Byte of Prevention Blog

by Jay Reeves |

Missing Oxford Comma Leads to Million Dollar Recovery

In the epic and endless debate over the propriety of the Oxford comma, chalk this one up as a Big Win for punctuation people.

The absence of an Oxford comma was the deciding factor in a $5 million settlement of a federal lawsuit in Maine.

The otherwise mundane case – which involved the interpretation of Maine’s overtime compensation statute – made national news, including breathless coverage by The New York Times:

“Ending a case that electrified punctuation pedants, grammar goons and comma connoisseurs, Oakhurst Dairy settled an overtime dispute with its drivers that hinged entirely on the lack of an Oxford comma in state law,” wrote Daniel Victor in the Times. “The relatively small-scale dispute gained international notoriety last year when the United States Court of Appeals for the First Circuit ruled that the missing comma created enough uncertainty to side with the drivers, granting those who love the Oxford comma a chance to run a victory lap across the internet.”

For you non-grammarians, the Oxford comma is the comma placed before the last item in a series of three or more items (“red, white, and blue”). So named because it was favored by Oxford University Press, its proponents say it helps avoid ambiguity. But in modern usage, including the NY Times Stylebook, the Oxford comma is typically discouraged.

Is it One Exemption or Two?

You might think there are weightier matters to worry about than a little bitty comma. Just try telling that to the litigants in O’Connor v. Oakhurst Dairy (U.S. Court of Appeals, First Circuit 16-1901), where victory and defeat hung in the balance.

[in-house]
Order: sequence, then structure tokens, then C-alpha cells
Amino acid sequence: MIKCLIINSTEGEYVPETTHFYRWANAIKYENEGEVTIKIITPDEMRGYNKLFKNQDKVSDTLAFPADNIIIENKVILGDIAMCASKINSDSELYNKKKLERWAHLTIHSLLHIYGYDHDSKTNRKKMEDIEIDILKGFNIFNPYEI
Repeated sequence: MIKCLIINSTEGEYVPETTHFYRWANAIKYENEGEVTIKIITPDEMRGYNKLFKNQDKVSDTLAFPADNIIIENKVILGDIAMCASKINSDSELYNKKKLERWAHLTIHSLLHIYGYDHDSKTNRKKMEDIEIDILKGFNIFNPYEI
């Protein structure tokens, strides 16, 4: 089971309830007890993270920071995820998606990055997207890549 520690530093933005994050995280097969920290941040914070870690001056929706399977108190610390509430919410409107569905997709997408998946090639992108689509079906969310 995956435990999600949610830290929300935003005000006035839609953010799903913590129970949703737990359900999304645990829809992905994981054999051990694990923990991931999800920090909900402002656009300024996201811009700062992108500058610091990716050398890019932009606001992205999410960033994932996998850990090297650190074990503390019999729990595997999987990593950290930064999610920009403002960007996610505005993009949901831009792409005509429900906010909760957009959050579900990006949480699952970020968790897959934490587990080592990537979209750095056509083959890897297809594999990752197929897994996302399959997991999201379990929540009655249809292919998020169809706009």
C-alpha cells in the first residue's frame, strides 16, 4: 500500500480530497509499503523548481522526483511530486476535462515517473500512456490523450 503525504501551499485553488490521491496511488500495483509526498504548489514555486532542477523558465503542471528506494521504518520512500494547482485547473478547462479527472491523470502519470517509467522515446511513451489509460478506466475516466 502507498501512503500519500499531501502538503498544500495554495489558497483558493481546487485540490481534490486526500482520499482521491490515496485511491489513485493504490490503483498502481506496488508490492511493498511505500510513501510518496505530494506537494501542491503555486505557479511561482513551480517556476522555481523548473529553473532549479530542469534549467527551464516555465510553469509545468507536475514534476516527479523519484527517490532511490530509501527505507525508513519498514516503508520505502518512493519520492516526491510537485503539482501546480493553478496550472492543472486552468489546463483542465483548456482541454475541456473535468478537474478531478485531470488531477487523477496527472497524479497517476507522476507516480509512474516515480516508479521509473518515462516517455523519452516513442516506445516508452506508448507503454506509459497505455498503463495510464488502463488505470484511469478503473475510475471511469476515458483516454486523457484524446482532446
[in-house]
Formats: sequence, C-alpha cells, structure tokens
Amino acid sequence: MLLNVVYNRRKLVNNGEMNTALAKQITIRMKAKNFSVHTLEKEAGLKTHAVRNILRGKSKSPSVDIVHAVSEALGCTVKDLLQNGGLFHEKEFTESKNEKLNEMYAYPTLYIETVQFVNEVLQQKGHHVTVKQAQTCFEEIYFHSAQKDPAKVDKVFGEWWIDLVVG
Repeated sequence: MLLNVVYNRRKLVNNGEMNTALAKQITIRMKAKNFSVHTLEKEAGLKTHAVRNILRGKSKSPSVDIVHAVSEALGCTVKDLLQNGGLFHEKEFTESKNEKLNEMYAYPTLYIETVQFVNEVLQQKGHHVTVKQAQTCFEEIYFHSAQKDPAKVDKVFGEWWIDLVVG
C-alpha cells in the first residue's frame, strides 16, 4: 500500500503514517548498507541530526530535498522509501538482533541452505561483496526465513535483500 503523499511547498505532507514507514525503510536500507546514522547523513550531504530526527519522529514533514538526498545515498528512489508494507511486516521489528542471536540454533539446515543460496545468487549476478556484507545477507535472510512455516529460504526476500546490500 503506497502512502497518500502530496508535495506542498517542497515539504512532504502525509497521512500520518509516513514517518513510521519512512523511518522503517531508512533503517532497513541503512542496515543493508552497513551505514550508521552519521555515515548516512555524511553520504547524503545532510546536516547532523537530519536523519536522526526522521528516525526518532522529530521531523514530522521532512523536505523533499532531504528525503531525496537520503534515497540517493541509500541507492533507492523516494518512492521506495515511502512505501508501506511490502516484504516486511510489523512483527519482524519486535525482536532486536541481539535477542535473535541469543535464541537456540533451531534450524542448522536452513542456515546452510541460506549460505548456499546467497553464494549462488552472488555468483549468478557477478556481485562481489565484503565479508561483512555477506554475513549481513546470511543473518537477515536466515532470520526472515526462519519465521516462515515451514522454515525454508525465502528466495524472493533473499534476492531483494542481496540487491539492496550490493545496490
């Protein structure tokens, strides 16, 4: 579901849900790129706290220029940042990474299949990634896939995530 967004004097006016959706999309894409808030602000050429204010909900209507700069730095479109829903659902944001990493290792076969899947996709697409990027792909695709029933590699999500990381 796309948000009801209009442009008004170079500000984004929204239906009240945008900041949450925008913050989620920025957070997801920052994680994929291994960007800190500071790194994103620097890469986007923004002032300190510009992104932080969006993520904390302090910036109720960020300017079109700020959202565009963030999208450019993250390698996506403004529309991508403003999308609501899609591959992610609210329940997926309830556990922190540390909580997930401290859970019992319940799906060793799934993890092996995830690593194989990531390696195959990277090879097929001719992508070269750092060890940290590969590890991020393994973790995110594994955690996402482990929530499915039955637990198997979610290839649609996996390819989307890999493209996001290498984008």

As writer, editor and Oxford-comma lover Kelly Gurnett says on The Write Life: “For anyone who’s ever wondered what all the fuss is about, the circuit judge’s opinion says it all: ‘For want of a comma, we have this case.’”

The matter arose in 2014, when three truck drivers sued the dairy for several years of unpaid overtime. Under Maine law, workers get time-and-a-half pay for each hour over 40 per week. But a statutory exemption – with the key language highlighted – reads as follows:

“The canning, processing, preserving, freezing, drying, marketing, storing, packing for shipment or distribution of: (1) agricultural produce; (2) meat and fish products; and

(3) perishable foods.

The drivers said without the Oxford comma, the statute excluded only packing — whether it was for shipment or distribution. The dairy argued the spirit of the law intended “packing for shipment” and “distribution” to be two separate exempted activities.

The appellate court thrashed around in the legislative history before basing its ruling on the missing comma.

“[I]f that exemption used a serial comma to mark off the last of the activities that it lists, then the exemption would clearly encompass an activity that the drivers perform [and] the drivers would plainly fall within the exemption and thus outside the overtime law;s protection,” the court said, reversing summary judgment in favor of the dairy. “But, as it happens, there is no serial comma to be found.”

Mixed Reactions

“As a diehard Oxford comma loyalist, this ruling made my day,” Gurnett exulted. “While many of the sites I write for as a freelance blogger follow AP style, which is sans-serial comma, I still sneak one in when it seems needed to avoid potential confusion. This case backs up that habit as more than just an old-school tic I haven’t yet let go.”

But the Times was somewhat less thrilled with the settlement:

“The resolution means there will be no ruling from the land’s highest courts on whether the Oxford comma is an unnecessary nuisance or a sacred defender of clarity, as its fans and detractors endlessly debate.”

What do you say? Comma, or no comma?

About the Author

Jay Reeves

Jay Reeves practiced law in North Carolina and South Carolina. He was Legal Editor at Lawyers Weekly and Risk Manager at Lawyers Mutual. He is the author of The Most Powerful Attorney in the World, a collection of short stories from a law life well-lived, which as the seasons pass becomes less about law and liability and more about loss, love, longing, laughter and life's lasting luminescence.

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